IFC's Comedy Crib gets sensual in time for Valentine's Day.

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This week, two scandalous new digital series debut on IFC’s Comedy Crib.
Ménage à Trois invites people to participate in a real-life couple’s fantasy boudoir. And The Filling is Mutual follows two saucy chefs who invite comedians to make food inspired by their routines. Each show crosses some major boundaries in sexy and/or delicious ways, and each are impossible to describe in detail without arousing some awkward physical cravings. Which is why it’s best to hear it directly from the minds behind the madness…

Ménage à Trois

According to Diana Kolsky and Murf Meyer, the two extremely versatile constants in the ever-shifting à trois, “MàT is a sensually psychedelic late night variety show exploring matters of hearts, parts and every goddamn thing in between…PS, any nudes will be 100% tasteful.”

This sexy brainchild includes sketches, music, and props that would put Pee-wee’s Playhouse to shame. But how could this fantastical new twist on the vanilla-sex variety show format have come to be?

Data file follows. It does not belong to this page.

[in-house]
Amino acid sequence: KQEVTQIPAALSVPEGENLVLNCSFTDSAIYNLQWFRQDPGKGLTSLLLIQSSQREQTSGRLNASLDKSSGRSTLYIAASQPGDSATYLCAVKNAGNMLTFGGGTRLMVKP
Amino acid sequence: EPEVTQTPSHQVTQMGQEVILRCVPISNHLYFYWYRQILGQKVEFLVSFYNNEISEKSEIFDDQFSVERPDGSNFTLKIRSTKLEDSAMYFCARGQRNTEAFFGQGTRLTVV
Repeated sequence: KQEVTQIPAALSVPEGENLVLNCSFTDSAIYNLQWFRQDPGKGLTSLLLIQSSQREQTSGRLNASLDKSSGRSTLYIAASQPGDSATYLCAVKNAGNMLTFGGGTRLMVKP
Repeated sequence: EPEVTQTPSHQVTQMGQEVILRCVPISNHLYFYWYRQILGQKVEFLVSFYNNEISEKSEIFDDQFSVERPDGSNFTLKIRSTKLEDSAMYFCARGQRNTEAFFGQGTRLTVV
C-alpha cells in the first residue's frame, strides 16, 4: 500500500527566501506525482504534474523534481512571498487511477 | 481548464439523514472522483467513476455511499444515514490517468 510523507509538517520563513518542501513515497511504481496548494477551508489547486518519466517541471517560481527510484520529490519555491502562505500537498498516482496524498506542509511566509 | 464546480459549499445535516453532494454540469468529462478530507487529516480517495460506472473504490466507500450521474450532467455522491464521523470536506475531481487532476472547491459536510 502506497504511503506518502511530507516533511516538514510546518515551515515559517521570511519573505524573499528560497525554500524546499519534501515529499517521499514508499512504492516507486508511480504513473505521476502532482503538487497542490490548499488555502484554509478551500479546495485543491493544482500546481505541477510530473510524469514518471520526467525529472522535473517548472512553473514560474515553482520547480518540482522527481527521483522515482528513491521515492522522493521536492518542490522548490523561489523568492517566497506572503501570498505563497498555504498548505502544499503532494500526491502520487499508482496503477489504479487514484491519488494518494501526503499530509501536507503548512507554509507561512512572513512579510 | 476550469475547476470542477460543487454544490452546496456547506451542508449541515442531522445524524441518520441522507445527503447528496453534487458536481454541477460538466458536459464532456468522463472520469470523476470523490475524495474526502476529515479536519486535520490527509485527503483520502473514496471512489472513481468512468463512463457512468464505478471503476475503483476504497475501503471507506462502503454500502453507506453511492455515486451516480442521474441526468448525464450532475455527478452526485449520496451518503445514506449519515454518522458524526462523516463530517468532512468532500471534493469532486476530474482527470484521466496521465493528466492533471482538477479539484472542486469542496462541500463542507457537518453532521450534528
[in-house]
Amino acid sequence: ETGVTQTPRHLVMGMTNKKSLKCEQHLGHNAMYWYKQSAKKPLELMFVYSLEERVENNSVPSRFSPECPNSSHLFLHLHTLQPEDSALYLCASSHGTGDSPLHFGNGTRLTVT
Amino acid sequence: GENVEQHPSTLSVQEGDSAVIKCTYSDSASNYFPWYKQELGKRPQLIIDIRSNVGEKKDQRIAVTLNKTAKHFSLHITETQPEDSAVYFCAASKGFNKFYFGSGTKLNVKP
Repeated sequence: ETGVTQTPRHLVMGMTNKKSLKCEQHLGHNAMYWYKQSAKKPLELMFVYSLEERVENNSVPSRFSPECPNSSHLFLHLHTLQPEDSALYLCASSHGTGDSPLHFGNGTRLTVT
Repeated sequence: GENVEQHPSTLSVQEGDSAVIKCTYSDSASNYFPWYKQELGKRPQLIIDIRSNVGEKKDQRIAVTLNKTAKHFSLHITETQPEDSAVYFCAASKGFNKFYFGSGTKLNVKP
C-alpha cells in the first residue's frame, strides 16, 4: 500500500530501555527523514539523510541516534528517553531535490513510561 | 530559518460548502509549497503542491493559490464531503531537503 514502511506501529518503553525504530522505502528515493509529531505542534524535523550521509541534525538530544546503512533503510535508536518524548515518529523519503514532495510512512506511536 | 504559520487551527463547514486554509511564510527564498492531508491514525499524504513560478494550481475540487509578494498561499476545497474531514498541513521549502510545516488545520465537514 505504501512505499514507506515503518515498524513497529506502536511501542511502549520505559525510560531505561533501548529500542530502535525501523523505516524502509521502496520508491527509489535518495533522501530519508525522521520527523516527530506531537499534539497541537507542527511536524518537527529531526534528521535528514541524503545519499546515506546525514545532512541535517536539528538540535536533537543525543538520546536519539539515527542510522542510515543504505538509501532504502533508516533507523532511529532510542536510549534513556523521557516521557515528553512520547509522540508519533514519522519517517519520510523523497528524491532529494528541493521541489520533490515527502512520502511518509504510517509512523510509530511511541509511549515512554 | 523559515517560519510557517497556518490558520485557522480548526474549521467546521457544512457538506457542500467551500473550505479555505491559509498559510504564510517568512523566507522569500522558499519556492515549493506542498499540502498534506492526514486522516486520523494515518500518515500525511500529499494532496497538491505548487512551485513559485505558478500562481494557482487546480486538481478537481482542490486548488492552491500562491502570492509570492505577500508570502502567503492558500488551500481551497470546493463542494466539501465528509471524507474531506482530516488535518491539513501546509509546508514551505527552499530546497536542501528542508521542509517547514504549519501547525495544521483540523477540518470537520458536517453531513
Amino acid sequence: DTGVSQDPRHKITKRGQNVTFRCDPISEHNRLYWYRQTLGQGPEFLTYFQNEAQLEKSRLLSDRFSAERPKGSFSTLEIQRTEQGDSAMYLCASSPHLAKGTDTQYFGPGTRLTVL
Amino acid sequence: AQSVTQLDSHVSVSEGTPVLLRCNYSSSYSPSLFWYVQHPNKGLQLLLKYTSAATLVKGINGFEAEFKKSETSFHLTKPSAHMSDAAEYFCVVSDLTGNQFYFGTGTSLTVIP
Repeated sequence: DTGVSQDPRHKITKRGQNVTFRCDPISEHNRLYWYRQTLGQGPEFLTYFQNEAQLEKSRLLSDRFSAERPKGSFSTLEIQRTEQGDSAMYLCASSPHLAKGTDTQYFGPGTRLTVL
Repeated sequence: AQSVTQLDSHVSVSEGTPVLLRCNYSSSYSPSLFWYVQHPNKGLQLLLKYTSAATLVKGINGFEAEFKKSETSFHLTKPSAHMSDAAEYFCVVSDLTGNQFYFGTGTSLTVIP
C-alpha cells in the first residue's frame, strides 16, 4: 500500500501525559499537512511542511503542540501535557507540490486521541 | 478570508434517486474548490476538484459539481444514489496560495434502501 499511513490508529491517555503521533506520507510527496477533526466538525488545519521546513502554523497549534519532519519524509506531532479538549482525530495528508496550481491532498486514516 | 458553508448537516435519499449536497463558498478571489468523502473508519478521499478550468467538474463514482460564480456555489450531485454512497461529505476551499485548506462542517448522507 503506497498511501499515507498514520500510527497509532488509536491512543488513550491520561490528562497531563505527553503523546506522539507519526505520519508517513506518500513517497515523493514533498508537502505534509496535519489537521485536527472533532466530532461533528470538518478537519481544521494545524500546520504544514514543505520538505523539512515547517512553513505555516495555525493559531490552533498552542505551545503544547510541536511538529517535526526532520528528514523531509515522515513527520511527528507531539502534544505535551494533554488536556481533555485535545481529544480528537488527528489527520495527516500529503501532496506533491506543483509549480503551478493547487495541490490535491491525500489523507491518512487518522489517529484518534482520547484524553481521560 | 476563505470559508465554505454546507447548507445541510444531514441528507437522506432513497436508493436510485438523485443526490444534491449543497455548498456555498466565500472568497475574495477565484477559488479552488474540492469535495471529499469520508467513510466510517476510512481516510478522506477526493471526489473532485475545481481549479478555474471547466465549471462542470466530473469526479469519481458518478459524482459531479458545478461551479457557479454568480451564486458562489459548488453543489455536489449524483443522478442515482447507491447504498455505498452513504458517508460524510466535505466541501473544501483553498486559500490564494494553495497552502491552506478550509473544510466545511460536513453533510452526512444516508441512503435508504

“We met in a UCB improv class taught by Chris Gethard. It was clear that we both humped to the beat of our own drum; our souls and tongues intermingled at the bar after class, so we dove in head first.”

Sign me up, but promise to go slow. This tricycle is going to need training wheels.

The Filling is Mutual

Comedians Jen Saunderson and Jenny Zigrino became best friends after meeting in the restroom at the Gotham Comedy Club, which explains their super-comfortable dynamic when cooking with their favorite comedians. “We talk about comedy, sex, menses, the obnoxiousness of Christina Aguilera all while eating food that most would push off their New Year’s resolution.”

The hook of cooking food based off of comedy routines is so perfect and so personal. It made us wonder about what dishes Jen & Jenny would pair with some big name comedy staples, like…

Bill Murray?